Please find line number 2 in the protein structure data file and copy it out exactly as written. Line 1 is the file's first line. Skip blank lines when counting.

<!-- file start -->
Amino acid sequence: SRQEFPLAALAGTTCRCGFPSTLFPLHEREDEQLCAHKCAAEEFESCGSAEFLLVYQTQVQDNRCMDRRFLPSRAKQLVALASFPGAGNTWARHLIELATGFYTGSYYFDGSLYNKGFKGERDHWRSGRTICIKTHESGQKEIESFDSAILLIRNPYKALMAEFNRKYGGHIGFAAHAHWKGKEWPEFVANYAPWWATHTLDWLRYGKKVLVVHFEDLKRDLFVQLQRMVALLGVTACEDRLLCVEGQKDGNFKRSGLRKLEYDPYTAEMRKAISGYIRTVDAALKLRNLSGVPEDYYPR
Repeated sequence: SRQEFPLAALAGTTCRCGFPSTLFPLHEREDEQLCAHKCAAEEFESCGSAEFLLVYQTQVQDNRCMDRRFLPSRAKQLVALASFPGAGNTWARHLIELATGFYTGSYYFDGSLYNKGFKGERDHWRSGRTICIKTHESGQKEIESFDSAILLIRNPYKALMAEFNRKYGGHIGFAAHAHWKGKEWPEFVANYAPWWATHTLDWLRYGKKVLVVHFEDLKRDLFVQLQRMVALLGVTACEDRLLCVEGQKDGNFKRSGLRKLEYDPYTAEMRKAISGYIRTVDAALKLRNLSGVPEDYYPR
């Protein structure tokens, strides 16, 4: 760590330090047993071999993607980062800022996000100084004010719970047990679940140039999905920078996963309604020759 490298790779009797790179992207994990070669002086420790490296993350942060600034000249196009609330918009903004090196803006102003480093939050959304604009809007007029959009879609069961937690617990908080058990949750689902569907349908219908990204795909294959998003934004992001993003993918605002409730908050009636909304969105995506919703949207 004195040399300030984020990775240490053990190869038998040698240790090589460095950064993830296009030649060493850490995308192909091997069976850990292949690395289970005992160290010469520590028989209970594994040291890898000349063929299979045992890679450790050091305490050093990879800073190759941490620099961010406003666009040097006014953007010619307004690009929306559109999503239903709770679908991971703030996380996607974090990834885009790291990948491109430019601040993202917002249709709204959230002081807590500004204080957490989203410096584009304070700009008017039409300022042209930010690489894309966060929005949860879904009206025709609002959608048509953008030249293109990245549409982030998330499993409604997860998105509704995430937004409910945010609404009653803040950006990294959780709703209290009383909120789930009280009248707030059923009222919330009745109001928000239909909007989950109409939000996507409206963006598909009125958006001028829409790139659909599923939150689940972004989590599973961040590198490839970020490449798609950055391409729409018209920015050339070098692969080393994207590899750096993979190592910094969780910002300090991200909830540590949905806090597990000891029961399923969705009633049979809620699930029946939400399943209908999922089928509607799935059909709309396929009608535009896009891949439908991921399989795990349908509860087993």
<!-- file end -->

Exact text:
Repeated sequence: SRQEFPLAALAGTTCRCGFPSTLFPLHEREDEQLCAHKCAAEEFESCGSAEFLLVYQTQVQDNRCMDRRFLPSRAKQLVALASFPGAGNTWARHLIELATGFYTGSYYFDGSLYNKGFKGERDHWRSGRTICIKTHESGQKEIESFDSAILLIRNPYKALMAEFNRKYGGHIGFAAHAHWKGKEWPEFVANYAPWWATHTLDWLRYGKKVLVVHFEDLKRDLFVQLQRMVALLGVTACEDRLLCVEGQKDGNFKRSGLRKLEYDPYTAEMRKAISGYIRTVDAALKLRNLSGVPEDYYPR